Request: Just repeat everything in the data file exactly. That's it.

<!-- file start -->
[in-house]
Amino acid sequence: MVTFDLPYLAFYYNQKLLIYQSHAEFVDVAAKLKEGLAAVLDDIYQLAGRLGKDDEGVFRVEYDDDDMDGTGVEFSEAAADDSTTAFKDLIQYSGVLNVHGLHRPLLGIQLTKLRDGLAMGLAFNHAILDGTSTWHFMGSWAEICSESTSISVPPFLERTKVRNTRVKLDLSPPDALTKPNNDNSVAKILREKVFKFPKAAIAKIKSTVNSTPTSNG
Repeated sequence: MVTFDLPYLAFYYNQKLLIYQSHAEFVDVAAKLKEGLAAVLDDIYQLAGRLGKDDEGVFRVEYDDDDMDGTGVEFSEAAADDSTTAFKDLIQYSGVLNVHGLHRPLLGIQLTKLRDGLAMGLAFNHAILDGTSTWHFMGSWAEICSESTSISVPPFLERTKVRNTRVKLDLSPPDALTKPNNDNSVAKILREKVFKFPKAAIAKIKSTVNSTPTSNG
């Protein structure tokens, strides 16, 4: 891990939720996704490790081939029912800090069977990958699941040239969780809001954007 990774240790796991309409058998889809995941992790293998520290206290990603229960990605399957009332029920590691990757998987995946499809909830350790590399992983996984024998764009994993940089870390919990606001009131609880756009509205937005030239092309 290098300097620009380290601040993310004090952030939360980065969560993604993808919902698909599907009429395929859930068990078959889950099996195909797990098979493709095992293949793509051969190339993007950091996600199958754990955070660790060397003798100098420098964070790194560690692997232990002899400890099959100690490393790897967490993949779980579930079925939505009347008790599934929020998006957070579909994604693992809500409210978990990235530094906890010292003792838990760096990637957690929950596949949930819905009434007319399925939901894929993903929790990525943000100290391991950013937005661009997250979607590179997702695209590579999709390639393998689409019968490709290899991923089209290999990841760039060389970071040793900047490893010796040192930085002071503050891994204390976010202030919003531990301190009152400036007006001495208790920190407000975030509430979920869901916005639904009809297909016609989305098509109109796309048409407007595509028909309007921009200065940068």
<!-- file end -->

[in-house]
Amino acid sequence: MVTFDLPYLAFYYNQKLLIYQSHAEFVDVAAKLKEGLAAVLDDIYQLAGRLGKDDEGVFRVEYDDDDMDGTGVEFSEAAADDSTTAFKDLIQYSGVLNVHGLHRPLLGIQLTKLRDGLAMGLAFNHAILDGTSTWHFMGSWAEICSESTSISVPPFLERTKVRNTRVKLDLSPPDALTKPNNDNSVAKILREKVFKFPKAAIAKIKSTVNSTPTSNG
Repeated sequence: MVTFDLPYLAFYYNQKLLIYQSHAEFVDVAAKLKEGLAAVLDDIYQLAGRLGKDDEGVFRVEYDDDDMDGTGVEFSEAAADDSTTAFKDLIQYSGVLNVHGLHRPLLGIQLTKLRDGLAMGLAFNHAILDGTSTWHFMGSWAEICSESTSISVPPFLERTKVRNTRVKLDLSPPDALTKPNNDNSVAKILREKVFKFPKAAIAKIKSTVNSTPTSNG
């Protein structure tokens, strides 16, 4: 891990939720996704490790081939029912800090069977990958699941040239969780809001954007 990774240790796991309409058998889809995941992790293998520290206290990603229960990605399957009332029920590691990757998987995946499809909830350790590399992983996984024998764009994993940089870390919990606001009131609880756009509205937005030239092309 290098300097620009380290601040993310004090952030939360980065969560993604993808919902698909599907009429395929859930068990078959889950099996195909797990098979493709095992293949793509051969190339993007950091996600199958754990955070660790060397003798100098420098964070790194560690692997232990002899400890099959100690490393790897967490993949779980579930079925939505009347008790599934929020998006957070579909994604693992809500409210978990990235530094906890010292003792838990760096990637957690929950596949949930819905009434007319399925939901894929993903929790990525943000100290391991950013937005661009997250979607590179997702695209590579999709390639393998689409019968490709290899991923089209290999990841760039060389970071040793900047490893010796040192930085002071503050891994204390976010202030919003531990301190009152400036007006001495208790920190407000975030509430979920869901916005639904009809297909016609989305098509109109796309048409407007595509028909309007921009200065940068």